Staff Spotlight: Rod Bouc

Rod Bouc, Executive Deputy Director of Operation and Chief Registrar. Photo by: Chris Casella.

During the museum closure we would like to take the time to introduce you to some CMA staff members, who you may or may not have seen during a visit at the Museum, and let them tell you about their work, their creative interests, and what makes CMA such a special place for our community.

Staff Spotlight with Rod Bouc
Executive Deputy Director of Operation and Chief Registrar

How many job titles have you held here at the museum? Which one has been your favorite so far?
Call me whatever you want. Just keep sending the check.

1. Assistant to the Registrar
2. Assistant Registrar (no other Registrars at the time)(also one of my favorites because I had no one to assist for like 5 years)
3. Permanent Collections Registrar
4. Chief Registrar/LAN Manager (I bought the first computer at the Museum)
5. Acting Director of Curatorial & Registrar
6. Director of Curatorial
7. Deputy Director of Operations
8. Executive Deputy Director of Operation and Chief Registrar (Favorite, because it’s so long)

When did you move to Columbus? How long have you worked for CMA?
Moved from Nebraska to Columbus the summer of 1977 to seek and complete my MFA in Painting and Drawing at OSU. I’ve worked for CMA over 32 years. (And I’ve had many lives and positions before the Museum. I am OLD).

Do you think your career path has allowed you to experience greater resources/inspiration as an artist?
Absolutely! Working as an art educator in a small nonprofit gallery on High Street really challenged me to be creative with no financial resources. I have been constantly exposed to some of the best fine art while doing art handling, installation, and transportation and seeing some of the best collection in New York, the Midwest, and Chicago. These experiences have challenged me to up my approach to my creativity and make my artwork better. While at the Museum I am constantly, every day, seeing and evaluating the art we all get to enjoy. Because we work with many people in the arts I’m aware of many of the resources that exist and can help with supporting my passion of making work.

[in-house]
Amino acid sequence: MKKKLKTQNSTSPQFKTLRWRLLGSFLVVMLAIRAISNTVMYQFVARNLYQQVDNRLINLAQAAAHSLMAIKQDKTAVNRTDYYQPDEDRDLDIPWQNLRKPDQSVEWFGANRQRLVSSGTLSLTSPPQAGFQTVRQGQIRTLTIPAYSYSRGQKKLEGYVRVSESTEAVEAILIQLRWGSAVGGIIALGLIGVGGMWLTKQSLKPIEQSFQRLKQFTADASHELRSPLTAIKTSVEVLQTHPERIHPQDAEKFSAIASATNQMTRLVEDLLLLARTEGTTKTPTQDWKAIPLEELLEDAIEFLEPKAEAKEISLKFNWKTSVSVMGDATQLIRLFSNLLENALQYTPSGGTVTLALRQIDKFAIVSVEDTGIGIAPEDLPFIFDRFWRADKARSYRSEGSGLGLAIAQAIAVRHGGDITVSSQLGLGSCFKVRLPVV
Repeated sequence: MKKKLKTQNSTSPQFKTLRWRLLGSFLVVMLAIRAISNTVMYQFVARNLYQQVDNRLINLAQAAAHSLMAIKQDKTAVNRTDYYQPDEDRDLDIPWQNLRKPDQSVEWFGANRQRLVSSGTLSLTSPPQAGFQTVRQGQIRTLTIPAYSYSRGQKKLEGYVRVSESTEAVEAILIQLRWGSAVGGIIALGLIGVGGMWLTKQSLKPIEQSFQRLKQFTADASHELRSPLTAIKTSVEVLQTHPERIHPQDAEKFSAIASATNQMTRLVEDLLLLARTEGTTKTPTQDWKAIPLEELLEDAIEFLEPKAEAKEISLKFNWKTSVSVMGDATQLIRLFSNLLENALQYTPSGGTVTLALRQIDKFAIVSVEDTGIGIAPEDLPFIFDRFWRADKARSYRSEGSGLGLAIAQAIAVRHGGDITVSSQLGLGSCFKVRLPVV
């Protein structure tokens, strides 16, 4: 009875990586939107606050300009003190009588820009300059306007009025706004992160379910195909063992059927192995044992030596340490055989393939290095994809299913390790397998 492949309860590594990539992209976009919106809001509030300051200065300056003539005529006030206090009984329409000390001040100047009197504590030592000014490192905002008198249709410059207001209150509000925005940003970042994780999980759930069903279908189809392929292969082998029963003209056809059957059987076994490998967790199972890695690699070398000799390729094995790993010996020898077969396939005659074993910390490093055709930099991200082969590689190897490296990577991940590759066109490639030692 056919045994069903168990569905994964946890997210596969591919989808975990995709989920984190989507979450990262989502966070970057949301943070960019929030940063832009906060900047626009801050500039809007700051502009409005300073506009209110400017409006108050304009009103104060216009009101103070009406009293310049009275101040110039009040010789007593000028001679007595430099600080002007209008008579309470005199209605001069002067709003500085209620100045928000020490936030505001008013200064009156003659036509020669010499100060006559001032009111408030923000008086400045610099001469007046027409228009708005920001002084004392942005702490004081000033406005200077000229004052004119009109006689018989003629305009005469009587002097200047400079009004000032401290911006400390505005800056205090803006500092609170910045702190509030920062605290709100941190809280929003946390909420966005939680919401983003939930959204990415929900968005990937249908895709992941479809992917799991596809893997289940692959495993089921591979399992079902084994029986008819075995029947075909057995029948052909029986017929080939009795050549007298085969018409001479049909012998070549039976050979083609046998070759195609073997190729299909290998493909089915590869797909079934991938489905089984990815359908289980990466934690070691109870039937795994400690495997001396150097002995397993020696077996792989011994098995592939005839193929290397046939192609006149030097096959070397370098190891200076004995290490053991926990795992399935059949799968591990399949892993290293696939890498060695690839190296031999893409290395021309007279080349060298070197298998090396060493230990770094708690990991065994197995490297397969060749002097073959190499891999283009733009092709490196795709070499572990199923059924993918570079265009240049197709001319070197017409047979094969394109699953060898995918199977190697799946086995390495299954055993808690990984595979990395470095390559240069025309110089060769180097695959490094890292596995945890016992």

How would your life be different had you chose being full time artist instead of working for a museum?
I consciously made the decision to make a living in other ways than selling my artwork. This allowed me the freedom to create what I wanted to without the pressure of sales to pay the bills. Having jobs in the arts also allowed me a source of income to pay for decent studios, pay for presentation material, photography, transportation and all other aspects of being an artist. I’ve also loved the jobs in the arts and they consistently have pushed me forward. Having a job can also impose on time to create. Everything in your life keeps you from being in the studio. That’s why it’s also important to have discipline. I’m ever grateful for the work ethic I learned while working on the farm in Nebraska. It has really helped me to never stay idle and get my butt to the studio and get reenergized by making work.

Tell us about an interesting experience you’ve had at CMA.
There really are so many that I can’t list them all here. When I first came to the Museum in 1987 we were tasked with insisting on and overseeing the climate and humidity control of a huge Chinese artifact exhibition called Son of Heaven. It was held at the abandoned Central High School building now COSI. I had been in Xian China in 1984 and saw the terra cotta soldiers in the excavation pits there. I never imagined that I would be handling some of the soldiers and costumes from the Forbidden City in Beijing, just a few years later. I thought then, hmmm, this is going to be an interesting job.

What’s your favorite artwork/artist on view now (or in the collection) and why?I can’t possibly think of only one. I did, however, fall in love with the Baziotes, Woman at Window around 2008 when Nannette and I went to see it in New York at the Hollis Taggert Gallery. The photo does the painting no justice. It would be impossible to capture the translucence of its color by taking a picture of it. He worked in a stained glass studio and often captures those colors between colors. It’s a study in how important it is to be standing in front of an artwork rather than seeing it on a computer. It’s a pretty amazing painting.

What are you excited to see CMA do in the future?
I’m excited to see how far we can help regular folks understand why art is so important to us and could also be to them. I grew up knowing that I didn’t want to only work on a farm the rest of my life but I also wanted to spread the word as to how great and beautiful the country surroundings are. I would finally realize that painting was my passion. The art world I grew up in was only foreboding and elitist. I couldn’t understand where my place in that art world would ever be. Finally, I’m so proud, now, to work in a Museum that wants to make better connections with regular folks like me.

Amber Wacker wears a few hats in the workforce, she exchanges a powder white hairnet for her careful scrutiny behind a desk as the Development Operations Coordinator at CMA. She is an aspiring traveler with endless desire to see the world, and lives in a mini jungle herself.